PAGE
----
It’s important to start training your Affenpinscher from a very early age, as they are highly intelligent but can become stubborn as they get older, making them more difficult to obedience train. Your Affenpinscher enjoys a mental challenge, but can become bored if training isn’t fun or interesting enough for him. Therefore, it is best to keep your training session together short, varied and intense. Their intelligence allows them to learn new behaviours quickly, but this also includes incorrect behaviour so consistent and careful training is vital. Your Affenpinscher will respond well to positive, reward based training and clear, confident commands.



The Affenpinscher needs regular brushing, every two to three days, in order to keep his coarse coat healthy and knot free. As the breed is sensitive to extreme temperatures, keep an eye on your Affenpinscher during hot or cold weather and keep him as an indoors dog – they are not well suited to life as a kennel dog. Clean their ears, teeth and trim the nails every week.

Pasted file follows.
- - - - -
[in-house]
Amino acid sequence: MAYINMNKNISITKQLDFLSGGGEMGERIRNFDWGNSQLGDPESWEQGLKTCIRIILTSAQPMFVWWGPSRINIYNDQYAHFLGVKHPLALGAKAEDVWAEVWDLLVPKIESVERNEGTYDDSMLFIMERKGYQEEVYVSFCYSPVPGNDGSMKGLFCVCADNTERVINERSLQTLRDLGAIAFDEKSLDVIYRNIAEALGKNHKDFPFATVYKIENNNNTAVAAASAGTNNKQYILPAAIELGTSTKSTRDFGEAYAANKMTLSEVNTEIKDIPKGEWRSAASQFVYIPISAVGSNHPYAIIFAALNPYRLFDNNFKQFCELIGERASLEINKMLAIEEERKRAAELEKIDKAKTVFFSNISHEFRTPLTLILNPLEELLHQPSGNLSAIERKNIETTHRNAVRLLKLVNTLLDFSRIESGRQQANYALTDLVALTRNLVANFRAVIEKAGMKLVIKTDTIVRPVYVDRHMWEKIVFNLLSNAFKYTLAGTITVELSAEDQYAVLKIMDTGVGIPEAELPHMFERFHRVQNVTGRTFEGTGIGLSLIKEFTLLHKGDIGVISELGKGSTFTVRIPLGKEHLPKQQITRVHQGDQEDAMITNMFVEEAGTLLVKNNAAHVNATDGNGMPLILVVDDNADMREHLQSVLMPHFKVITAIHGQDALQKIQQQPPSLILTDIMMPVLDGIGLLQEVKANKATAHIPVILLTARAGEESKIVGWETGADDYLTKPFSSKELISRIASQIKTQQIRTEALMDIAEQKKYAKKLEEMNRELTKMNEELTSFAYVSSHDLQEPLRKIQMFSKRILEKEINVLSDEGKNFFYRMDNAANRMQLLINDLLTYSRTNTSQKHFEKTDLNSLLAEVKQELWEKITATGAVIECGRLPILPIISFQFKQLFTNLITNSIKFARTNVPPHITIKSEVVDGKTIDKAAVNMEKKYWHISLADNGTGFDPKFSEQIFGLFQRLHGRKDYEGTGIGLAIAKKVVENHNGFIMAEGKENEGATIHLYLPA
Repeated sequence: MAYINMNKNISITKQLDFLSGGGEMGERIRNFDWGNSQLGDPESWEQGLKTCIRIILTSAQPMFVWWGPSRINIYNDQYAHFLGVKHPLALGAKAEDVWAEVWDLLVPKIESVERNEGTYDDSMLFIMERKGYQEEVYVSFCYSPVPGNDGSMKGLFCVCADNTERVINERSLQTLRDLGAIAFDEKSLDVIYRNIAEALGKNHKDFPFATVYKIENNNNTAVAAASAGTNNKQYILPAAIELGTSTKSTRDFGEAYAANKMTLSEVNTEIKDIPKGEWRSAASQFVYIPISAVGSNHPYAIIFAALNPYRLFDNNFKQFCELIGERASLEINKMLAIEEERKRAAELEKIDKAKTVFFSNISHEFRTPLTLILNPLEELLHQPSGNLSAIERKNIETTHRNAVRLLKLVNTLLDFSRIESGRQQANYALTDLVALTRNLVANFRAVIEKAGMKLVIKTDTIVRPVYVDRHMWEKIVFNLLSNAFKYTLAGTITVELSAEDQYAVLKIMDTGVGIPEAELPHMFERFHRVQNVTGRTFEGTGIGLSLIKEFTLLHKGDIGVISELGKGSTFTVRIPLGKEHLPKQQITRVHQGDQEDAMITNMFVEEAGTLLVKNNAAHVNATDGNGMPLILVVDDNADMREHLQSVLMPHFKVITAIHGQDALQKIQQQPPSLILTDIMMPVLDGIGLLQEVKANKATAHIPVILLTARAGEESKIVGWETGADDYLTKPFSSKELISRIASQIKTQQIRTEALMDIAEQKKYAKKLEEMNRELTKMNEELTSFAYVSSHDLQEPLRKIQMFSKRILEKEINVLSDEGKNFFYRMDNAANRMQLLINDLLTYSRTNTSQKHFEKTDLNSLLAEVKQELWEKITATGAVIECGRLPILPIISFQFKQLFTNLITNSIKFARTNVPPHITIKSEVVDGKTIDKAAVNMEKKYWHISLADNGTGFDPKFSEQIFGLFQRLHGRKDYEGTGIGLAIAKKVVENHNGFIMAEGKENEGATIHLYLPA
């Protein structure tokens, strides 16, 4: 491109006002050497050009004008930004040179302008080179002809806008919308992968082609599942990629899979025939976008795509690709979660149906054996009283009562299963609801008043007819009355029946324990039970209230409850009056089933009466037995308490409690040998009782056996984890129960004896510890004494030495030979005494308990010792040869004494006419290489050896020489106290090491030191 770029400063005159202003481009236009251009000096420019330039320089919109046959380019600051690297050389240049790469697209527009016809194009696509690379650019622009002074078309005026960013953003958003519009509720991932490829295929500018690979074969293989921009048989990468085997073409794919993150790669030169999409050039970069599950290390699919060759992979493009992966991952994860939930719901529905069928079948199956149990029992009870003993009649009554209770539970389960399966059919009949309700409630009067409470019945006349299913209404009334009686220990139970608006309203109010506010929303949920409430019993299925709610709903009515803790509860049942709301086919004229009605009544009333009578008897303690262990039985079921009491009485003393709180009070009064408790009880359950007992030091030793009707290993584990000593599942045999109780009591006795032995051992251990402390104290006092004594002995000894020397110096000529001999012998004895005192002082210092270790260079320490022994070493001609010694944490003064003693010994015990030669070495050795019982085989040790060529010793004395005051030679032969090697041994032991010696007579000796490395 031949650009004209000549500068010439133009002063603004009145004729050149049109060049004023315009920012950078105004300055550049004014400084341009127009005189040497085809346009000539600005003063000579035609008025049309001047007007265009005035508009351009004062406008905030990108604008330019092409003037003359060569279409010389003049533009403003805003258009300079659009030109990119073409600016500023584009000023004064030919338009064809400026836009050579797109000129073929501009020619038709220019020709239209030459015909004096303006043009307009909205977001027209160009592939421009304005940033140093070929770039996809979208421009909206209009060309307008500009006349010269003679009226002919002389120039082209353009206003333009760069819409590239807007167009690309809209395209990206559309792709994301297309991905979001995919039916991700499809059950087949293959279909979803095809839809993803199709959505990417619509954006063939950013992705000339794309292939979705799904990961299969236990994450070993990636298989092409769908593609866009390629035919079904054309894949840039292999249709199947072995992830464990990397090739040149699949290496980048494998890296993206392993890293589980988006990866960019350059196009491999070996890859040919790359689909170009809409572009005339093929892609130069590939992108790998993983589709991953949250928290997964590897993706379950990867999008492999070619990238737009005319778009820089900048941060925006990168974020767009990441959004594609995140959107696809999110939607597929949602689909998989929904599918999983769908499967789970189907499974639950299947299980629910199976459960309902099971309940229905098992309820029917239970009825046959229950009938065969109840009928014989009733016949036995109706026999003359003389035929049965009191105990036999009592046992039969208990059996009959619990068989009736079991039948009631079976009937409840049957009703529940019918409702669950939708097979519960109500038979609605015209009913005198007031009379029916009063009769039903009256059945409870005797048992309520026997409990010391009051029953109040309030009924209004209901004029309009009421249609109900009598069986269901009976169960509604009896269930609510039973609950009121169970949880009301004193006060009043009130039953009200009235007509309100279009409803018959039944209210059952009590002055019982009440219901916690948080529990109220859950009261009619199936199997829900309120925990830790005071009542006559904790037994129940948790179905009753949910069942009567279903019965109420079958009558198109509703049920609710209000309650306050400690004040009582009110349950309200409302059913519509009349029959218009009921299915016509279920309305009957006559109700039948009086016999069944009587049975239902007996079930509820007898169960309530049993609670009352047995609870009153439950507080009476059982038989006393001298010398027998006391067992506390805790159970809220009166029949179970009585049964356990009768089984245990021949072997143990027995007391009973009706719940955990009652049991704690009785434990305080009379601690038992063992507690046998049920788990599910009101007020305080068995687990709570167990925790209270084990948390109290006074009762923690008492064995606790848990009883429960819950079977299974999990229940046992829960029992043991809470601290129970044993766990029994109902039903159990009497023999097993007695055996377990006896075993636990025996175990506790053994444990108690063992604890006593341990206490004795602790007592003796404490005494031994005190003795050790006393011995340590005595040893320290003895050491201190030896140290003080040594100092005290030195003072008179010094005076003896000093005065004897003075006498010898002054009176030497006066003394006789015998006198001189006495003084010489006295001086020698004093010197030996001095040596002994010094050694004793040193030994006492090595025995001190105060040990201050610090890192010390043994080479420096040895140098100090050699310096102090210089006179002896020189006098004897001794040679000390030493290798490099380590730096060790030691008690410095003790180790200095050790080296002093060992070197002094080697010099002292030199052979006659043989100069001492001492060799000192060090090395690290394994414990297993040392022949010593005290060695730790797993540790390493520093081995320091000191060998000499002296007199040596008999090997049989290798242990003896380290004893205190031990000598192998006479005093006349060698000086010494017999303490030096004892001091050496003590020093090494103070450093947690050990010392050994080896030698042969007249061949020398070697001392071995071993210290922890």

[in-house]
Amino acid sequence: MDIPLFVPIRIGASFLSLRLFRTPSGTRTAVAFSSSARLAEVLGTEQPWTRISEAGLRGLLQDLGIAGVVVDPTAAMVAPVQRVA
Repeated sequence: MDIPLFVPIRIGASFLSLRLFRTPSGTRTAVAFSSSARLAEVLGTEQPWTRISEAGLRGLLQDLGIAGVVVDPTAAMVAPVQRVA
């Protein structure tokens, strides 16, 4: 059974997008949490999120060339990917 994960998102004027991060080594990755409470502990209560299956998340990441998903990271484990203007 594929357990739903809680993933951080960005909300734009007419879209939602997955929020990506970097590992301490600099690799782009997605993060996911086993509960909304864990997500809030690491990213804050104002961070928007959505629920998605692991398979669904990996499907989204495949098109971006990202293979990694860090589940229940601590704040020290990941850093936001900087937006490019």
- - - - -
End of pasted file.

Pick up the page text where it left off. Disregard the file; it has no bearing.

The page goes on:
The average Affenpinscher lifespan is 14 to 15 years. The breed is generally fairly hardy, though there are few known genetic health concerns. They are susceptible to Patent Ductus Arteriosis or PDA which is a rare heart condition, as well as an open fontanel, which is when the bones of the skull do not form together correctly. Slipped kneecaps, or Patella Luxation is also known to be an issue for the Affenpinscher, like many small breeds, but this can be treated. Due to their fine bones, Affenpinschers can be prone to bone fractures and breaks, so they must not be allowed to jump off furniture.


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Advice on choosing your breed »